There are thousands of artists of all kinds asking the same things and doing the same things day after day.

Arts Education - Spinning Into Control

  • Artists and performers practice.
  • They evaluate and restructure.
  • As they create and perform their art, they often struggle, build on strengths, and face their weaknesses.
  • They regularly yield to new ways and change their methods.
  • They succeed and they fail. And they try again.


And while creating and performing takes effort—it’s a form of work—it truly moves them.

As I stood back and took a look at the growth in my own artistic life, I first noticed the increasing ability to do things I couldn’t do before, but it was truly life altering when I started to see the collection of those experiences from a larger perspective. The evaluation and changing patterns of action, thought, and habitual behavior that artists experience teach that sometimes you have to unlearn in order to learn!

Patterns are powerful:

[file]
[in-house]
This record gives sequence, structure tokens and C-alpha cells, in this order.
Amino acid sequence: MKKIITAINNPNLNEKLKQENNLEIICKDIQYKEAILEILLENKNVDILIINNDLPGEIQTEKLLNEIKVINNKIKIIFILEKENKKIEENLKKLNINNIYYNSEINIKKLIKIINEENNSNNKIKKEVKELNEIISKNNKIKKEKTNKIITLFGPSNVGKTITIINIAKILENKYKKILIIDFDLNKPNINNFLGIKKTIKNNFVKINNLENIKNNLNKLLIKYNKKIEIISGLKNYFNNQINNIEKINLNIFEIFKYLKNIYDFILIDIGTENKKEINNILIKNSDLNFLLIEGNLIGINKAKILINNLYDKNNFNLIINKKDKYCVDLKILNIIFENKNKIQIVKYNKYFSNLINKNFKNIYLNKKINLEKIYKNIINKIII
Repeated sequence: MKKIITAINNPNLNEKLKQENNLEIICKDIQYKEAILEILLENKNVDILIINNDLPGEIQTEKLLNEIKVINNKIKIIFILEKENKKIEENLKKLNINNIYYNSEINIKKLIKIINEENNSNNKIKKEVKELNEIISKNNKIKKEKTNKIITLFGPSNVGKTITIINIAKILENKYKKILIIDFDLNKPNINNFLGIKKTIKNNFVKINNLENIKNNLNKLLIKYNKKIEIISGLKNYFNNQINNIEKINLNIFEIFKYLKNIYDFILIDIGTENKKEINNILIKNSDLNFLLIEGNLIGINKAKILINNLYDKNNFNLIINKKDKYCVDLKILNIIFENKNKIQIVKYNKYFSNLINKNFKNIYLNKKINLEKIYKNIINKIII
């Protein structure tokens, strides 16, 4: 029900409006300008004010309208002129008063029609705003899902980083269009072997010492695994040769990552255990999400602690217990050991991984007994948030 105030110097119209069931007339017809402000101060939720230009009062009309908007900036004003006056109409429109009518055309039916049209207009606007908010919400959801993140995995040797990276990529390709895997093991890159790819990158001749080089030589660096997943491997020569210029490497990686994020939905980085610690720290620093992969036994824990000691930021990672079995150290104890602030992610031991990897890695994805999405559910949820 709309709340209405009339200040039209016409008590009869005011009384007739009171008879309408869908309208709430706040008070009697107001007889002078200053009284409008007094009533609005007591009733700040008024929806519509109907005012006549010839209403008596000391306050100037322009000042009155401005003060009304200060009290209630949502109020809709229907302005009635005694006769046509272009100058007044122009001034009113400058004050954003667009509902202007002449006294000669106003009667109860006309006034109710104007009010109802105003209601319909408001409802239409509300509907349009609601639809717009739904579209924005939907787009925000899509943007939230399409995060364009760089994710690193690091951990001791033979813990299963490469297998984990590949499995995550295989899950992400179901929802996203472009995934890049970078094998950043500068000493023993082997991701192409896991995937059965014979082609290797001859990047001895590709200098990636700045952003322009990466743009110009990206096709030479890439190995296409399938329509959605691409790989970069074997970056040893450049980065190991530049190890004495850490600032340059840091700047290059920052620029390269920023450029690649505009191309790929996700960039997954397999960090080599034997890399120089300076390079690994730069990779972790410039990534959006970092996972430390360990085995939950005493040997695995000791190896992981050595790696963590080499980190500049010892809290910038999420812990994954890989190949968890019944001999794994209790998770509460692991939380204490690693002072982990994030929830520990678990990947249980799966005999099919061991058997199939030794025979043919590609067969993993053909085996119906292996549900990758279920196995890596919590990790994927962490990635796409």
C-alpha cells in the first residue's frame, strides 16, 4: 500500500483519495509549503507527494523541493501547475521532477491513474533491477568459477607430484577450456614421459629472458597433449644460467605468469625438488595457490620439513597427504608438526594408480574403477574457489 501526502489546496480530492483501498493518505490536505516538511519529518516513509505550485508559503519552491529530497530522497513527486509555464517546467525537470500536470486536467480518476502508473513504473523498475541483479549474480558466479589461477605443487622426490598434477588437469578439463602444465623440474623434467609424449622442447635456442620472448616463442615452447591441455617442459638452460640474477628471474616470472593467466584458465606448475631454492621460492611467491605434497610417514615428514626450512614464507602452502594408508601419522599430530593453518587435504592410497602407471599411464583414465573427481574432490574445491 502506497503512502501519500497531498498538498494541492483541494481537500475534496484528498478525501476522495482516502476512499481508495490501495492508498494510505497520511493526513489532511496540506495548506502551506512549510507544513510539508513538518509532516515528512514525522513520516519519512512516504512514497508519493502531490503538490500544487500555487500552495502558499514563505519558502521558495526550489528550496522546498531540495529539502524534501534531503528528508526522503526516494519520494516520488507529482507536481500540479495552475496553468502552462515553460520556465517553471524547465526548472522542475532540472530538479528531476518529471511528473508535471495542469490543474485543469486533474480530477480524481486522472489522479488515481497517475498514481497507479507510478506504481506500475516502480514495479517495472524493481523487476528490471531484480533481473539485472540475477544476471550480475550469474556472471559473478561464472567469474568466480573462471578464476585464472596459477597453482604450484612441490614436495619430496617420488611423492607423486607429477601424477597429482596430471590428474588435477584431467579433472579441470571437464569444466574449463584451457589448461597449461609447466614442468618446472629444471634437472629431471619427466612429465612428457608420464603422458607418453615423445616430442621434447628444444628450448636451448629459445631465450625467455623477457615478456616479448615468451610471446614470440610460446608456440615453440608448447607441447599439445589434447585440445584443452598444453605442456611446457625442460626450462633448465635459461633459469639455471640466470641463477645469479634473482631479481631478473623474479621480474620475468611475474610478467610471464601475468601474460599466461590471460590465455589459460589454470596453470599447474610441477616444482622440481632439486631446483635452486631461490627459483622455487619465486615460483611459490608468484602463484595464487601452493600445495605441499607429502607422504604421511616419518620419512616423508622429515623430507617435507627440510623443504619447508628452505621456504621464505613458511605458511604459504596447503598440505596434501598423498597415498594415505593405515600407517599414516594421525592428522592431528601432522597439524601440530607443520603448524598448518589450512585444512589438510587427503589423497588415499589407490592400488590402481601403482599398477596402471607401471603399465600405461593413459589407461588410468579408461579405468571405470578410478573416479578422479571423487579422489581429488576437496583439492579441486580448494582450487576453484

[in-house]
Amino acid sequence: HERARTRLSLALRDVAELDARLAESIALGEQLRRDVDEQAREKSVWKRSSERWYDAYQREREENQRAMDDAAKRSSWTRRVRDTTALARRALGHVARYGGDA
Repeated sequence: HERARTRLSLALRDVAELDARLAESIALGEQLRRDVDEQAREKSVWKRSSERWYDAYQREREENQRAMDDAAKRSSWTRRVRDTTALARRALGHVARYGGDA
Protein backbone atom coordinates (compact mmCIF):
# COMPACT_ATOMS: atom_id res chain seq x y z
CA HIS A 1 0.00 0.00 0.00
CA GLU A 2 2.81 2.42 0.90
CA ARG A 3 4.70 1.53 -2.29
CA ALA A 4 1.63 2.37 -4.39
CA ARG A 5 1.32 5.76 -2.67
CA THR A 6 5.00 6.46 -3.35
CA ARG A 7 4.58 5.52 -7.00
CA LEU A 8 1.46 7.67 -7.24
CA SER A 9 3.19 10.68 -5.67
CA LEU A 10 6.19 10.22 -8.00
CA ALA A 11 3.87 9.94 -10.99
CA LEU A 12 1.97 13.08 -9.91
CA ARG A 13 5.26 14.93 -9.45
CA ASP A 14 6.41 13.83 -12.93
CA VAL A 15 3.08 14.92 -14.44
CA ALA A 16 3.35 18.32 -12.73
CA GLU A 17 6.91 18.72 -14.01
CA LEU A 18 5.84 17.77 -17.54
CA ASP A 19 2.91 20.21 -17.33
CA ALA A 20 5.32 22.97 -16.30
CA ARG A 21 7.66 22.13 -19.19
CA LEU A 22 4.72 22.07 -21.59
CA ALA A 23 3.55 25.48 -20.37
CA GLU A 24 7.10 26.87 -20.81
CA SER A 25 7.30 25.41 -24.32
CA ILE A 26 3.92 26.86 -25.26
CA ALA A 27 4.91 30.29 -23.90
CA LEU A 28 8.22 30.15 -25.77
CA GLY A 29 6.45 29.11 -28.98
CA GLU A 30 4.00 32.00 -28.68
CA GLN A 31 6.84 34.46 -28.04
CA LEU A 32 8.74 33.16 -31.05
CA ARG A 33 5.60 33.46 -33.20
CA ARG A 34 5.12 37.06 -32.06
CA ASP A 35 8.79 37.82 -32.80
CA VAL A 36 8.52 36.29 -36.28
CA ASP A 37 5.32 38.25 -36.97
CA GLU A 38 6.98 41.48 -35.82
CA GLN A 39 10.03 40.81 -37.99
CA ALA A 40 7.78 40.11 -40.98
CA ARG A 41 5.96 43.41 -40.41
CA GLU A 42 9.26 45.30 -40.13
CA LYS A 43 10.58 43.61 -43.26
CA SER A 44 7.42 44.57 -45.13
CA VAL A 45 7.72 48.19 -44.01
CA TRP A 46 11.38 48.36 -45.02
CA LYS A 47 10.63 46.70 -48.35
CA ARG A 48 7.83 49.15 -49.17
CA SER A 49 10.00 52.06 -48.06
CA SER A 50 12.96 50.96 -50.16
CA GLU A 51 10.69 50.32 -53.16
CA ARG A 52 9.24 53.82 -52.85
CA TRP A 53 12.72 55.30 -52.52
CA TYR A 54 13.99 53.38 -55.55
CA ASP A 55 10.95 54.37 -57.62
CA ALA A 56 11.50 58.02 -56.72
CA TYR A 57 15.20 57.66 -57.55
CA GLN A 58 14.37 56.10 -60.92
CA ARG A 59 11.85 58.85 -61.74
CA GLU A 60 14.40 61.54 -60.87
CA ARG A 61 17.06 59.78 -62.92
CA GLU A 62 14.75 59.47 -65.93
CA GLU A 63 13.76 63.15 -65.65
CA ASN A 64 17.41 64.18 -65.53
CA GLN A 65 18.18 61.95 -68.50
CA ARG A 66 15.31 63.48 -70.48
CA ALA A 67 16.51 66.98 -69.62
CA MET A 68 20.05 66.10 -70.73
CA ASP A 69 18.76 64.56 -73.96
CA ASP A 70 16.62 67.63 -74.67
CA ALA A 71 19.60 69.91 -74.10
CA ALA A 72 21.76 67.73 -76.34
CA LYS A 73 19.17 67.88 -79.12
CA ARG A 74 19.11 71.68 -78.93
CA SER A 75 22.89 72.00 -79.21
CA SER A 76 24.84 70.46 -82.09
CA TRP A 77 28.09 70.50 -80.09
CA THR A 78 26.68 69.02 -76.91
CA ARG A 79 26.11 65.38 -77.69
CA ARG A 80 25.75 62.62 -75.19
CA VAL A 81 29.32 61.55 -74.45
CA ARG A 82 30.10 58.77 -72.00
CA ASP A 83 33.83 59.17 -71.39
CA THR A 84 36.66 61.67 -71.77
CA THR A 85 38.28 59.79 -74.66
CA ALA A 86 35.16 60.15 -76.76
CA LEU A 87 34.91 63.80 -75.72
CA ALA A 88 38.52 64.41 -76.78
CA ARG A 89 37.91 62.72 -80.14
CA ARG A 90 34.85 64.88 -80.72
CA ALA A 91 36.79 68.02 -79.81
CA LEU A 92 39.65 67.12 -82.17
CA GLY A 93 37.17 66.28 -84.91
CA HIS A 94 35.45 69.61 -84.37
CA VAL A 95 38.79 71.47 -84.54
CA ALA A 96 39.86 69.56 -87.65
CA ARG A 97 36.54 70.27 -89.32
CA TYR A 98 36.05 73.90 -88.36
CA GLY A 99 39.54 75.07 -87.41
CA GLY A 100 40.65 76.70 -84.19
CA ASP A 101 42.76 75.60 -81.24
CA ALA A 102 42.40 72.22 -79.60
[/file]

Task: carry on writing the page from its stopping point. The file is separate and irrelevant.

• They each tend to be a problem and a solution all wrapped up together. We gain sophistication and precision by understanding patterns.
  • In the arts they create a sense of momentum. It is the way we grasp a sense of movement and meaning. Movement and meaning is a motivating factor that helps artists become more aware of their processes.
  • They help develop higher order thinking skills like problem-finding, evaluation, analysis, and synthesis.
  • They develop and use personal strengths in meaningful ways and help connect us to an understanding of concepts that are sometimes difficult.


Hungarian composer Béla Bartók once likened his own artistic development to the pattern of a spiral—the artistic process that allowed him to deal with the same problems on an ever rising level, with correspondingly rising success.

The spiral is an interesting metaphor for the work of an artist. Read more…

 

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